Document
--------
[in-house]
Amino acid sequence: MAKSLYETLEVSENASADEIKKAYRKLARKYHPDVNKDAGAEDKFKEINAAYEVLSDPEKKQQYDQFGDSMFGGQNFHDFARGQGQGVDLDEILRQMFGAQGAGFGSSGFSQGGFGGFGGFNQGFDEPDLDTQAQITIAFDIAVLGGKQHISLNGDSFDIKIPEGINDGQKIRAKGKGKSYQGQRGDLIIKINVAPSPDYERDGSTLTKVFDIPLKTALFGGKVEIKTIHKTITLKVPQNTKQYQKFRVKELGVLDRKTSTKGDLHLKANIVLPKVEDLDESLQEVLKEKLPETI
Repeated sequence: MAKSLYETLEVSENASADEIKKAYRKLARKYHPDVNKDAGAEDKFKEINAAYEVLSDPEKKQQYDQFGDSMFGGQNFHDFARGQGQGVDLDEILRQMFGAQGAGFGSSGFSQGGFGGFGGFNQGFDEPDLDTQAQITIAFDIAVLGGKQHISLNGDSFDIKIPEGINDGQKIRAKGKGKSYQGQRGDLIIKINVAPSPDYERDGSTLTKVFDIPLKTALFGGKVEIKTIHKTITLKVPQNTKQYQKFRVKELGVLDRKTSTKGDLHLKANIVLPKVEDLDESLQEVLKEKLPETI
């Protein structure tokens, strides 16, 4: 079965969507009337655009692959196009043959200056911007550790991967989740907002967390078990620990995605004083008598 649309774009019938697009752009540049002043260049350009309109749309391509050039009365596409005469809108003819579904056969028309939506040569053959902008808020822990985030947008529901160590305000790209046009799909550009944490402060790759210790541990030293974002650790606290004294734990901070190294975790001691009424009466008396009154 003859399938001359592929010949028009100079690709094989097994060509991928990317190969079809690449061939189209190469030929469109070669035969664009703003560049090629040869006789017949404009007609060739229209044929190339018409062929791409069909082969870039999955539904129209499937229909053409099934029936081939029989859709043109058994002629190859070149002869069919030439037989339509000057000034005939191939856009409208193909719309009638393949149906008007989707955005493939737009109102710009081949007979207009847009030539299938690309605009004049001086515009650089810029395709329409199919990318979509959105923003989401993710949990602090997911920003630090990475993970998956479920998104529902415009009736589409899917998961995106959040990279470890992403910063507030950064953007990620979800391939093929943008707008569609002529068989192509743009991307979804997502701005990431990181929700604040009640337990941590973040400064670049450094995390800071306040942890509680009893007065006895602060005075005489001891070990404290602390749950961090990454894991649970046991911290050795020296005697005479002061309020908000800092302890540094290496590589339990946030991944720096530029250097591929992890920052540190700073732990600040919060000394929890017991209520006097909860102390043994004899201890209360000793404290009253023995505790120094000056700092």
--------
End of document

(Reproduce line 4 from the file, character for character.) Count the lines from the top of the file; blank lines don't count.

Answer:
């Protein structure tokens, strides 16, 4: 079965969507009337655009692959196009043959200056911007550790991967989740907002967390078990620990995605004083008598 649309774009019938697009752009540049002043260049350009309109749309391509050039009365596409005469809108003819579904056969028309939506040569053959902008808020822990985030947008529901160590305000790209046009799909550009944490402060790759210790541990030293974002650790606290004294734990901070190294975790001691009424009466008396009154 003859399938001359592929010949028009100079690709094989097994060509991928990317190969079809690449061939189209190469030929469109070669035969664009703003560049090629040869006789017949404009007609060739229209044929190339018409062929791409069909082969870039999955539904129209499937229909053409099934029936081939029989859709043109058994002629190859070149002869069919030439037989339509000057000034005939191939856009409208193909719309009638393949149906008007989707955005493939737009109102710009081949007979207009847009030539299938690309605009004049001086515009650089810029395709329409199919990318979509959105923003989401993710949990602090997911920003630090990475993970998956479920998104529902415009009736589409899917998961995106959040990279470890992403910063507030950064953007990620979800391939093929943008707008569609002529068989192509743009991307979804997502701005990431990181929700604040009640337990941590973040400064670049450094995390800071306040942890509680009893007065006895602060005075005489001891070990404290602390749950961090990454894991649970046991911290050795020296005697005479002061309020908000800092302890540094290496590589339990946030991944720096530029250097591929992890920052540190700073732990600040919060000394929890017991209520006097909860102390043994004899201890209360000793404290009253023995505790120094000056700092």